We got a very unusual call recently. It was from a human. We almost never hear from humans; most of them assume we are a foreign-language publication. A very nice lady said that some neighborhood cats were very sick. The veterinarian said that it was probably just a virus.
The lady and her friends think it is a new food that they got for their furry friends. It’s supposed to have a special additive that would improve their immune systems. It’s called “Cat Power”. She wanted to know if there was a way for us to check it out. Our editor George said we would see what we could find out.
We put one of our best reporters, Penelope Porcine, on the case. She discovered that “Cat Power” is sent out by a large distributor in the U.S. There was no information about who actually made the food. She decided to talk to the distributor. The closest distribution center is in the middle of the state.
Penelope drove up to Livingston and found the plant. She called, but only got a recording. She tried to see someone in person (so to speak). There was only one entrance, and it was guarded by a very large German Shepherd. The German Shepherd refused to talk to her. He said he couldn’t speak pig.
Penelope decided that we needed to find a German Shepherd of our own to help. Not having one on staff, we thought it would be best to recruit one locally. It was a small town; they might even know the guard.
We posted a notice: “Looking for a German Shepherd. Temporary assignment. Must be fluent in several animal languages. The position requires persistence and a persuasive personality. Compensation will be discussed if you are called for an interview.”
Apparently there is a shortage of positions for German Shepherds in Livingston. We immediately received more than 20 responses. Some of them we could delete right away:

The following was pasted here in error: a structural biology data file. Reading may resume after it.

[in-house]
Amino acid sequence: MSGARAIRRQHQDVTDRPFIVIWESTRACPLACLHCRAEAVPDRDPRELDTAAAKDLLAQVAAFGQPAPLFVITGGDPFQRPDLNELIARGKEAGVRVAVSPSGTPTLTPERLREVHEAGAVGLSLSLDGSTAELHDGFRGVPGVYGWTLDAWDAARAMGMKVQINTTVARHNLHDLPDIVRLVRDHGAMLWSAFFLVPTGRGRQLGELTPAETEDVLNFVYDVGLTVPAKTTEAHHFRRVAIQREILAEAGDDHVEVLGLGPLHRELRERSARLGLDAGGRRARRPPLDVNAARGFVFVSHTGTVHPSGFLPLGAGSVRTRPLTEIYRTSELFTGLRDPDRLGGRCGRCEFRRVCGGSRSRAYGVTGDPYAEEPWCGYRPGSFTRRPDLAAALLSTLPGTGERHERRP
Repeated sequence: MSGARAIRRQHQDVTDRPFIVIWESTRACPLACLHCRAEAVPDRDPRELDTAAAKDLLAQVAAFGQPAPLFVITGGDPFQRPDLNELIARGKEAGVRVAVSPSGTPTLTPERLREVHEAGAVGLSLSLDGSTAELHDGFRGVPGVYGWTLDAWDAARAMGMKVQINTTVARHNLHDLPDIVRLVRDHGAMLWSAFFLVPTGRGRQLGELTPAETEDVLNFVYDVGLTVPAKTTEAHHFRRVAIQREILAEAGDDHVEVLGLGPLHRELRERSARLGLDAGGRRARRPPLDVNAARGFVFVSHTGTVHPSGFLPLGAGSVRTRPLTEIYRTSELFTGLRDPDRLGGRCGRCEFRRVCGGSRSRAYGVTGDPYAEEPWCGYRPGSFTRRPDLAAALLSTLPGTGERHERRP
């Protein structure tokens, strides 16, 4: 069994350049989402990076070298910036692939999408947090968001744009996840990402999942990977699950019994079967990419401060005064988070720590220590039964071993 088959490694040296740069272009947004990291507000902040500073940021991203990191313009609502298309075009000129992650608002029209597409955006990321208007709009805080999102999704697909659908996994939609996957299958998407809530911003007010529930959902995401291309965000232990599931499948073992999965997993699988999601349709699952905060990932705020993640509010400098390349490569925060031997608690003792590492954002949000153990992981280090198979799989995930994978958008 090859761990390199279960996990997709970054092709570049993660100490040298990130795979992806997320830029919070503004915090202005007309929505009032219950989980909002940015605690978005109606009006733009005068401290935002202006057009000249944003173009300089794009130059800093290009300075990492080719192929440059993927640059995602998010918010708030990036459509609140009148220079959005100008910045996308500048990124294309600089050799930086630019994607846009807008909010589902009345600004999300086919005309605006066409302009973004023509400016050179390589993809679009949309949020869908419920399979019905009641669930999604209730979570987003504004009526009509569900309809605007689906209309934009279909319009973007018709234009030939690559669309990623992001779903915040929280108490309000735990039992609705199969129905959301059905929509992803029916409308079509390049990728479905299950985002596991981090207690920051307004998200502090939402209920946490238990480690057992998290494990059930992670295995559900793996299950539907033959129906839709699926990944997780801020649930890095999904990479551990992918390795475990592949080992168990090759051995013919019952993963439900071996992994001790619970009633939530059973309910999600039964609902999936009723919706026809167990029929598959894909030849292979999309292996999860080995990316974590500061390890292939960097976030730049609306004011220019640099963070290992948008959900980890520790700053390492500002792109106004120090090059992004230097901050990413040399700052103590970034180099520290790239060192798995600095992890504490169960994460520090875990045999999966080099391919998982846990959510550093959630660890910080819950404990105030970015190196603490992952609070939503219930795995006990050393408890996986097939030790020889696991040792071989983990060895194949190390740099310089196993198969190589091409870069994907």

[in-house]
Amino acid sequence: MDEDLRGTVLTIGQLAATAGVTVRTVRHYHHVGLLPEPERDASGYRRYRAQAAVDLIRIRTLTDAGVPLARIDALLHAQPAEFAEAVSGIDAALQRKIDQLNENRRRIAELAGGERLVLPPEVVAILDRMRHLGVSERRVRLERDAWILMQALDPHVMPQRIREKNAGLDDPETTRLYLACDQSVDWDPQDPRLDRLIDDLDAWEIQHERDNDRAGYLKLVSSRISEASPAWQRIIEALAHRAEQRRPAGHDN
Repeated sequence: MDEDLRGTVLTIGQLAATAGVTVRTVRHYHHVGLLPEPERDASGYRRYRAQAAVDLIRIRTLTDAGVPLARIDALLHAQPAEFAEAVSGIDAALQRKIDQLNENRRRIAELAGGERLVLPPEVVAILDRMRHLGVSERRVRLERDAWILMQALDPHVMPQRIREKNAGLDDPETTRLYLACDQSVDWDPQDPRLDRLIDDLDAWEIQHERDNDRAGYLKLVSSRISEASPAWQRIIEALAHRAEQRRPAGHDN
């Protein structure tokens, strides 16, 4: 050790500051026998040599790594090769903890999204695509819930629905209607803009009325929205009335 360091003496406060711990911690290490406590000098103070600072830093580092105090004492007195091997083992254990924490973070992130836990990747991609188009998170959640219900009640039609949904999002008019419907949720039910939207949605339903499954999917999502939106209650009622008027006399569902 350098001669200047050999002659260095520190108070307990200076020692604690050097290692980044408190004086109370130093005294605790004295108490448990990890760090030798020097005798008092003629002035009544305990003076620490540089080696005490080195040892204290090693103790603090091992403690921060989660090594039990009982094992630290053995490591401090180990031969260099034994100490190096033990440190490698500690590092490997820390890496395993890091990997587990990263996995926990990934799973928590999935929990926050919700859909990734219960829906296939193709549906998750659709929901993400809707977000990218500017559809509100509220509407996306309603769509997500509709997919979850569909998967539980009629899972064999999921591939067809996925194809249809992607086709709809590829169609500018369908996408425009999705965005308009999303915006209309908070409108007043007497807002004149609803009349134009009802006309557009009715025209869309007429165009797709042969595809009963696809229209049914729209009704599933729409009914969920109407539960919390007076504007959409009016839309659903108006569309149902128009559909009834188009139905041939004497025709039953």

“Speak several dialects: Pekinese, Beagle, and Chow. Have trouble communicating with other species. Once I misunderstood a mynah bird and ate him.”
“Experience speaking with other animals. Would prefer it not be any animals that I might consider as toys. Especially cats or squirrels.”
“I am qualified for your position. Compensation must include both kibble and meats of my choosing.”
We interviewed three candidates. We hired a wonderful dog named Lexi. She has a gentle disposition but is a very determined manner. Lexi speaks flawless pig, cat, mouse and hedgehog as well as a variety of dog dialects.
Penelope explained the situation to Lexi, telling her that we needed to find out where the food came from. Lexi was appalled and thought that humans had to be involved. She promised to call Penelope the next day after she had spoken with the guard.
The next day Lexi said that she needed to meet with Penelope in person to tell her what the guard had said. Penelope wondered what could be so important that it couldn’t be told over the phone.
When she arrived at the restaurant, Penelope discovered that Lexi had two other German Shepherds with her. She hoped they were friendly. Three large dogs were a little intimidating.
The dogs patrolled inside the plant. The place was full of humans, but none of them had anything to do with making the food. The cans came in huge crates that the humans opened and put on conveyor belts. At the end of the belts were trucks that delivered the “Cat Power” and other foods to the stores.
Penelope asked if they had any idea where the food came from. One of the dogs, Brutus, said that the crates were written in Shar-Pei. Brutus said that he hoped Shar-Pei’s were only clerks and not actually involved in poisoning anyone.
Penelope thanked Brutus and his friend. She bought dinner in appreciation. They said they had never met such a nice pig. Or any pig, for that matter.
Later Lexi told Penelope that she had done further research on Shar-Pei’s and discovered that they specialize as guard dogs in Guangzhou, in southern China. She had also learned that there were two factories that made cat food in Guangzhou, both of them owned by the same company.
To be continued